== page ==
Around the corner from the cookline, situated in full, mouthwatering view of customers placing orders, is the frozen custard machine. This machine serves as the anchor of the sundae prep area and generates nearly 20% of daily sales. The 5′-tall machine features three refrigerated hoppers, each with its own compressor and motor, that churn out chocolate and vanilla custard plus any one of 100 approved Flavors of the Day. The sundae prep area is conveniently located next to the drive-through window.

What’s New In The ‘Hood
Perhaps the most significant improvement to the kitchen lies in its ventilation system. The Culver’s equipment team, led by Young, collaborated with its hood manufacturer to develop the proximity hood that the restaurant is now spec’ing.

The proximity, or flue bypass, hood works smarter: A divider panel sends clean, super-hot gasses behind the filter, while smoky effluent is sent through the filter. Thus effluent is cooler when it hits the filter so it doesn’t bake on, and a trip through the warewasher is generally enough to clean the filters. The filters and hood assembly are within close reach of workers, making maintenance all the easier.

The smaller proximity hoods have led to a 27% reduction in air volume moving through the HVAC system—a change from 4,090 cfm put out by the two canopy hoods in older kitchens to 3,000 cfm exhausted by the proto’s two new smaller hoods.

"Every cfm of air we exhaust has to be replaced. And what we replace, we have to heat or cool," Young says. "The new hoods have become a key part of our energy management program."

Proximity hoods score popularity points with Culver’s cooks for their open design and capture efficiency. They extend less than 2�’ from the back wall, compared to the cavernous 4′ overhang of canopy hoods. They’re also cooler and more comfortable to work in front of since they’re exhausting away most of the hot air rather than allowing it to escape into the surrounding kitchen.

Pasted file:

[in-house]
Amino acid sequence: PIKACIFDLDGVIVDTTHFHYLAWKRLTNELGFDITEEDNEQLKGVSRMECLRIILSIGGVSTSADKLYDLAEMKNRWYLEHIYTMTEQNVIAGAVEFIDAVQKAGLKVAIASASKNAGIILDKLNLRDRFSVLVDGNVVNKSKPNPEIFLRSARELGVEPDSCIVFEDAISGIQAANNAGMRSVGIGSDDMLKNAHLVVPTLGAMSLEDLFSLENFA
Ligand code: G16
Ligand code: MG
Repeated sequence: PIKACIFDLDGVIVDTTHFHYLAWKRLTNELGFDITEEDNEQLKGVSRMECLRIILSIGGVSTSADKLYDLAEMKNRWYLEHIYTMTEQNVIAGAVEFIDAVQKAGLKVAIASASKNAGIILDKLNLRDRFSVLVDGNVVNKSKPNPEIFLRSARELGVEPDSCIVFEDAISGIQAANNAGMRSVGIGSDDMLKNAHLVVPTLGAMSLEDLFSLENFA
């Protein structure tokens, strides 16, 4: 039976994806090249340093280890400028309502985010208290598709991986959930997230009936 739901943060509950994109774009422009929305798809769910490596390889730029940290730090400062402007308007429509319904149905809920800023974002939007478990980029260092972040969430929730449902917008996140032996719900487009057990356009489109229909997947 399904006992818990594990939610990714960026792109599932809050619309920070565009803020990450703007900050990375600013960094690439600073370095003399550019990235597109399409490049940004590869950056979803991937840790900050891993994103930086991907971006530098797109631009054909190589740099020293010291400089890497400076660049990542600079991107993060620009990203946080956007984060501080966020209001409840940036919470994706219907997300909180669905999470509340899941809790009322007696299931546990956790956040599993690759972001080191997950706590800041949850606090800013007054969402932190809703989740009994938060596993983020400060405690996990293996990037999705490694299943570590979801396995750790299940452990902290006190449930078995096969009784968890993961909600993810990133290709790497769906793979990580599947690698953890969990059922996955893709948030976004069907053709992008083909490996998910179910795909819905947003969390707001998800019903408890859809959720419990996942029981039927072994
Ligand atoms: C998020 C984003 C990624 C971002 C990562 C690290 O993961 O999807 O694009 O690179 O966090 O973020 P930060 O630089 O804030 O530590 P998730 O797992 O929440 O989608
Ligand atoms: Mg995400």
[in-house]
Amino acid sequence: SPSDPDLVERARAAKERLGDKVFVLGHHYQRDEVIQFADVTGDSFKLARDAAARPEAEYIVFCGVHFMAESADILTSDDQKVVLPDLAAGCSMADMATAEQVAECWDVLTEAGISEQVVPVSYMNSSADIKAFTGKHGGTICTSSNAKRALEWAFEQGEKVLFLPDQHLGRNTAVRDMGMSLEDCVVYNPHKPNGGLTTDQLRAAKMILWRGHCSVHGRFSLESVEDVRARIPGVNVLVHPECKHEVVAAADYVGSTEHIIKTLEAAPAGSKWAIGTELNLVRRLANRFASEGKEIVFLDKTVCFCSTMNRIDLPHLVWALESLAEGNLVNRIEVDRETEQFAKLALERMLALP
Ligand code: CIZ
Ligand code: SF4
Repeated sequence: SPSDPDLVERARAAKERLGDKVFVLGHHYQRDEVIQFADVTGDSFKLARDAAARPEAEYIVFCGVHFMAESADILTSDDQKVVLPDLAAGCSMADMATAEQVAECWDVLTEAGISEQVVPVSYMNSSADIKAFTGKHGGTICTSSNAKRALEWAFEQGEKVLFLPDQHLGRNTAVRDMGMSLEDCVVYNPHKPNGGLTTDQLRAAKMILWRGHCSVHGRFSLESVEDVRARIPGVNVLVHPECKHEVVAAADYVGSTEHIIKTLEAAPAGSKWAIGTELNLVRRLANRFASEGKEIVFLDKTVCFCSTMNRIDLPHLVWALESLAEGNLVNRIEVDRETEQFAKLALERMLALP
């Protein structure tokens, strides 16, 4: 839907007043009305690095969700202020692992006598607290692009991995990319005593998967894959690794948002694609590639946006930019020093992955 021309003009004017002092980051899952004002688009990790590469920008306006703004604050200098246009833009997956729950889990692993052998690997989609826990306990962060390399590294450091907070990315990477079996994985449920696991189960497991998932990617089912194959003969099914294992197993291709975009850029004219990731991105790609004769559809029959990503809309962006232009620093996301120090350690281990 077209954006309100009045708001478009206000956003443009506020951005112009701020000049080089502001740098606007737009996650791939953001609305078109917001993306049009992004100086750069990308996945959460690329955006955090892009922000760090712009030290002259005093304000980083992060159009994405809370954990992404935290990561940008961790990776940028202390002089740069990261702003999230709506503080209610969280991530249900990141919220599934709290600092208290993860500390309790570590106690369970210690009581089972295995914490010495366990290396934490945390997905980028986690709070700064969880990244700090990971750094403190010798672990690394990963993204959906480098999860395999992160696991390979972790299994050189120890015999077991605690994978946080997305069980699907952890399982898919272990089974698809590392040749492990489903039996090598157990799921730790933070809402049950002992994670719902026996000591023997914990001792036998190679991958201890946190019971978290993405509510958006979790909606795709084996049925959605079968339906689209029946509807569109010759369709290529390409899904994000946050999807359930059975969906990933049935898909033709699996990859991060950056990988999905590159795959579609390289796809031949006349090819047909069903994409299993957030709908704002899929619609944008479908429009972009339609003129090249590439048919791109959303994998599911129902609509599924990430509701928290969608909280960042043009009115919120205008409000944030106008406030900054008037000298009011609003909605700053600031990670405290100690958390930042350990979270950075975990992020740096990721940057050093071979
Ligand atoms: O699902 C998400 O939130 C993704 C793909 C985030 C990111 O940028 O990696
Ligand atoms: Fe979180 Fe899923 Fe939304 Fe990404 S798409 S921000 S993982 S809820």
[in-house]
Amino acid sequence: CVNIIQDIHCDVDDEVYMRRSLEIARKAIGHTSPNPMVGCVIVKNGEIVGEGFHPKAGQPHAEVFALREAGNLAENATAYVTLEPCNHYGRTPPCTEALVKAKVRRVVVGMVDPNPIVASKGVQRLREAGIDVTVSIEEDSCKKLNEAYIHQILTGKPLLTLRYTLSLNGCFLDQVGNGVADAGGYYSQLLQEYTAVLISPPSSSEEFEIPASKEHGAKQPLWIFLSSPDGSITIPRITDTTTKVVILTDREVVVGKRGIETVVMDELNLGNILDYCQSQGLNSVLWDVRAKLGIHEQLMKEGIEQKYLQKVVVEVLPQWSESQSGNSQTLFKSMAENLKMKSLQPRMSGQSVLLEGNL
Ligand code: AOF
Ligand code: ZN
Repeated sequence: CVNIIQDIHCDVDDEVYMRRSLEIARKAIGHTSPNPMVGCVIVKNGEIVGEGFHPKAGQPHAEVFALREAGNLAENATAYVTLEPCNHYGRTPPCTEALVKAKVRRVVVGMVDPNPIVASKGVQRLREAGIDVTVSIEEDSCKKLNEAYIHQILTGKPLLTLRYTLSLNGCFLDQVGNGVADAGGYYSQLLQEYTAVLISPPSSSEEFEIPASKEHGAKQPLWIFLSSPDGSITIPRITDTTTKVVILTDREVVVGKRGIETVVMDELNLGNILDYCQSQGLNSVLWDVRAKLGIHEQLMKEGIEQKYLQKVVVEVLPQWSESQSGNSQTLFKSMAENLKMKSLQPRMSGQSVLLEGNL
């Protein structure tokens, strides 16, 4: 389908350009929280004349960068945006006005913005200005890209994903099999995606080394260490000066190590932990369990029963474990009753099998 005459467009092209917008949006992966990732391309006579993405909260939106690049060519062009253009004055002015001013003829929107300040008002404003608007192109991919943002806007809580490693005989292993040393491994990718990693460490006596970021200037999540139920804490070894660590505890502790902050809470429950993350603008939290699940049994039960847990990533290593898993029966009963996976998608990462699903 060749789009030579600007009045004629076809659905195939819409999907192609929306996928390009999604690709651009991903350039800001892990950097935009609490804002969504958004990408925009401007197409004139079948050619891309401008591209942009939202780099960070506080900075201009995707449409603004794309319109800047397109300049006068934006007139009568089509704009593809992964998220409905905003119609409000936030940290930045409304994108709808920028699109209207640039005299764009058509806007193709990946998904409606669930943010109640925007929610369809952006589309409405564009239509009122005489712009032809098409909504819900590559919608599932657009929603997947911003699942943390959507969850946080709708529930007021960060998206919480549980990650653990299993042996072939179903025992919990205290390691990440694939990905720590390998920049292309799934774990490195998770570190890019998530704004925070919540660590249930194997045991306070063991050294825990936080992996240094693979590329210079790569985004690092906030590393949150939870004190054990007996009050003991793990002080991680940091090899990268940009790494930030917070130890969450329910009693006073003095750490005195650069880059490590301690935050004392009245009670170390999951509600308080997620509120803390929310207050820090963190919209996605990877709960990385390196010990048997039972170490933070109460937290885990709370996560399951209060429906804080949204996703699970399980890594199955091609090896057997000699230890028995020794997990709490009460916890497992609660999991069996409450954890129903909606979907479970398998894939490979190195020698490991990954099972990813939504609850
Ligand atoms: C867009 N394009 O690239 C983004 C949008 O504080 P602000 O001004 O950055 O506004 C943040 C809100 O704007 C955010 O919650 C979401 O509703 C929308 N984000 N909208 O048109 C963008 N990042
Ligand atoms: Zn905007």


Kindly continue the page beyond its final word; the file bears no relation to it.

Alas for existing franchisees hoping to upgrade, the new hood is not retrofittable. "We tried it on a couple of restaurants but it changed the whole air balance of the building," Young says. "And because of the way the fryers have to interface with their hoods, it’s critical to have the right match."

Smaller Dining Room, More Tables
Out in the front of the house, Culver’s guests appreciate the reconfigured interior for its new wow factor. High-backed booths in the center combined with half-walls, varied floor treatments and ceiling sculpting have transformed the space into multiple dining areas rather than one big open area.

Despite its smaller size, the dining packs in more tables and is more tailored to guest needs than the wide-open dining areas of older Culver’s restaurants.